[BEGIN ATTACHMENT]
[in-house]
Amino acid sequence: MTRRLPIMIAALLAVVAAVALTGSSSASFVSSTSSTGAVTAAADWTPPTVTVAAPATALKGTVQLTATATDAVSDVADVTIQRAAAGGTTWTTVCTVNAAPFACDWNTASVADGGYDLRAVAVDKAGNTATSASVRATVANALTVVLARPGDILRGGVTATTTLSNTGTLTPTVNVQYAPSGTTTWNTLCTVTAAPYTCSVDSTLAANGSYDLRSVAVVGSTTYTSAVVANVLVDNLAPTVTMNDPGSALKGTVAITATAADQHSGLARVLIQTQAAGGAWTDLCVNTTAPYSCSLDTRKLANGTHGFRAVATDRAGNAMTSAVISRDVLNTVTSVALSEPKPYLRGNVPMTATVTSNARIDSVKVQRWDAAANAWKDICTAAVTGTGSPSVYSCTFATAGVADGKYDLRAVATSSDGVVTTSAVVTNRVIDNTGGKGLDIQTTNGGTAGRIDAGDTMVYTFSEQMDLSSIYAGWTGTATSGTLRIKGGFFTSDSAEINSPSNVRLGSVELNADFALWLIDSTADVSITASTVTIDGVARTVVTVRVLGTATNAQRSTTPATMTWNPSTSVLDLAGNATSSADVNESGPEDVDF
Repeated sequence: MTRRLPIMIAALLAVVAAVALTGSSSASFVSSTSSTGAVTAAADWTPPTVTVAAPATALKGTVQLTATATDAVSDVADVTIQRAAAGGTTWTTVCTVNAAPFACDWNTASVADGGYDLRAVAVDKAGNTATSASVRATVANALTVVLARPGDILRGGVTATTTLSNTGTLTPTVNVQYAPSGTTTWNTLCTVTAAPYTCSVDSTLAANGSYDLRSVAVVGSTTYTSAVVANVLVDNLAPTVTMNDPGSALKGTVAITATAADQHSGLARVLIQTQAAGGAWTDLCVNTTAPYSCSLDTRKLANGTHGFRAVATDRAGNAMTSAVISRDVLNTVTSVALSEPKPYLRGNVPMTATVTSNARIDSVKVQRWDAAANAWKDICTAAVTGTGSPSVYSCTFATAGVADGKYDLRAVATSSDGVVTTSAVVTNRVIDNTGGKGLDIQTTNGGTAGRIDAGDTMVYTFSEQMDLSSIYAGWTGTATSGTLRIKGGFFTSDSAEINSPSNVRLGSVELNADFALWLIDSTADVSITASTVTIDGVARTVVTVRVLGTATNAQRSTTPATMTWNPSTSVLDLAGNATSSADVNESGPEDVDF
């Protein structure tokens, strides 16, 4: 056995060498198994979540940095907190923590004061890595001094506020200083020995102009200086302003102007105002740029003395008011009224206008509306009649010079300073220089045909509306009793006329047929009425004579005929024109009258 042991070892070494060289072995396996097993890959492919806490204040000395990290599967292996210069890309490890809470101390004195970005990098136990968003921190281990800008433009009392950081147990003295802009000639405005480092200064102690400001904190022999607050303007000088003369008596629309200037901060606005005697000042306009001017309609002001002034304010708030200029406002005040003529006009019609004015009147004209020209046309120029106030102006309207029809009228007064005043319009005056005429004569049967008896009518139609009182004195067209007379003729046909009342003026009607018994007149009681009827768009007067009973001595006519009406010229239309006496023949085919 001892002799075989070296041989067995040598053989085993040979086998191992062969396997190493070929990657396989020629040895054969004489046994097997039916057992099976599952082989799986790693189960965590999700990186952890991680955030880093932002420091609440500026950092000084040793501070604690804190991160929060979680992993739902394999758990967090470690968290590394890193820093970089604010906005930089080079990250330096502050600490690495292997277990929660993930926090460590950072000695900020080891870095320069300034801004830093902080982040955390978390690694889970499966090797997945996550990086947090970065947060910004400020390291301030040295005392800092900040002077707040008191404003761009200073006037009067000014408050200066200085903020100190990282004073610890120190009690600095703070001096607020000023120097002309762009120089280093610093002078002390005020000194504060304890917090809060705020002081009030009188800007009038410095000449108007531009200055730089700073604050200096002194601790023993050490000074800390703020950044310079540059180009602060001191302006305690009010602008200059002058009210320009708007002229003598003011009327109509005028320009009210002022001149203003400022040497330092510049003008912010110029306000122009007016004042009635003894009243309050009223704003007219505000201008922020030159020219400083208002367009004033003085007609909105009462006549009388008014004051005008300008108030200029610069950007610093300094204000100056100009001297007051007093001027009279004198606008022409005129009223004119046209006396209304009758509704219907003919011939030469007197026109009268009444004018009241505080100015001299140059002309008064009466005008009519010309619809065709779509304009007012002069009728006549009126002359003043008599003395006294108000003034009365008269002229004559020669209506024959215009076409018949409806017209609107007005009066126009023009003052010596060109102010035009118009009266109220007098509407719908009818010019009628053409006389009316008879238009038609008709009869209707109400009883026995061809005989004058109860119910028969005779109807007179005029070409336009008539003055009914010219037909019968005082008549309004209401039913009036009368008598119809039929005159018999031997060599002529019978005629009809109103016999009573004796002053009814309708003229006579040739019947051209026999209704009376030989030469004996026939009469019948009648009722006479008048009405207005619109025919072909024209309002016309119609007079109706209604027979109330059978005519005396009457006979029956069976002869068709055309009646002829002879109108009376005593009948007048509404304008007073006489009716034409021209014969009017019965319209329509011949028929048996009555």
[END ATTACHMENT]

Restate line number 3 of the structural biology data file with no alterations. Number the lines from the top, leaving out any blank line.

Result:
Repeated sequence: MTRRLPIMIAALLAVVAAVALTGSSSASFVSSTSSTGAVTAAADWTPPTVTVAAPATALKGTVQLTATATDAVSDVADVTIQRAAAGGTTWTTVCTVNAAPFACDWNTASVADGGYDLRAVAVDKAGNTATSASVRATVANALTVVLARPGDILRGGVTATTTLSNTGTLTPTVNVQYAPSGTTTWNTLCTVTAAPYTCSVDSTLAANGSYDLRSVAVVGSTTYTSAVVANVLVDNLAPTVTMNDPGSALKGTVAITATAADQHSGLARVLIQTQAAGGAWTDLCVNTTAPYSCSLDTRKLANGTHGFRAVATDRAGNAMTSAVISRDVLNTVTSVALSEPKPYLRGNVPMTATVTSNARIDSVKVQRWDAAANAWKDICTAAVTGTGSPSVYSCTFATAGVADGKYDLRAVATSSDGVVTTSAVVTNRVIDNTGGKGLDIQTTNGGTAGRIDAGDTMVYTFSEQMDLSSIYAGWTGTATSGTLRIKGGFFTSDSAEINSPSNVRLGSVELNADFALWLIDSTADVSITASTVTIDGVARTVVTVRVLGTATNAQRSTTPATMTWNPSTSVLDLAGNATSSADVNESGPEDVDF